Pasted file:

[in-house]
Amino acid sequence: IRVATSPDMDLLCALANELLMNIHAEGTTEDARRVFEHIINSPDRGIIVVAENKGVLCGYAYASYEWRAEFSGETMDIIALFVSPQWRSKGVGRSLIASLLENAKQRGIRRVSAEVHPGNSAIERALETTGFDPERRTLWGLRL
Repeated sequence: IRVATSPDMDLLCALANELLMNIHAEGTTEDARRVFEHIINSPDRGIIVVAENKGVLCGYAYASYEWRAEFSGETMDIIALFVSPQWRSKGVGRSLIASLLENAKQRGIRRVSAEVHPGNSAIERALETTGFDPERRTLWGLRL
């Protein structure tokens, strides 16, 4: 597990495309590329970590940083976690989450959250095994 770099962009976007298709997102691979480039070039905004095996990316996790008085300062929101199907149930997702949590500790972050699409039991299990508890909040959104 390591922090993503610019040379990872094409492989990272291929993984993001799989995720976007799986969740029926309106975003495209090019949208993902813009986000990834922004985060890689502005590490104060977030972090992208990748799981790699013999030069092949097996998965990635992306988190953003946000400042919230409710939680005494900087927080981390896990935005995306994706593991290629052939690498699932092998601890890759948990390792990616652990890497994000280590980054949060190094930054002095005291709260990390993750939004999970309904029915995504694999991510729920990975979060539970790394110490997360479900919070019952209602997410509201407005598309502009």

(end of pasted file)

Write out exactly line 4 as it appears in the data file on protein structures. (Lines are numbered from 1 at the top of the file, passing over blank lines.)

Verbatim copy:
């Protein structure tokens, strides 16, 4: 597990495309590329970590940083976690989450959250095994 770099962009976007298709997102691979480039070039905004095996990316996790008085300062929101199907149930997702949590500790972050699409039991299990508890909040959104 390591922090993503610019040379990872094409492989990272291929993984993001799989995720976007799986969740029926309106975003495209090019949208993902813009986000990834922004985060890689502005590490104060977030972090992208990748799981790699013999030069092949097996998965990635992306988190953003946000400042919230409710939680005494900087927080981390896990935005995306994706593991290629052939690498699932092998601890890759948990390792990616652990890497994000280590980054949060190094930054002095005291709260990390993750939004999970309904029915995504694999991510729920990975979060539970790394110490997360479900919070019952209602997410509201407005598309502009």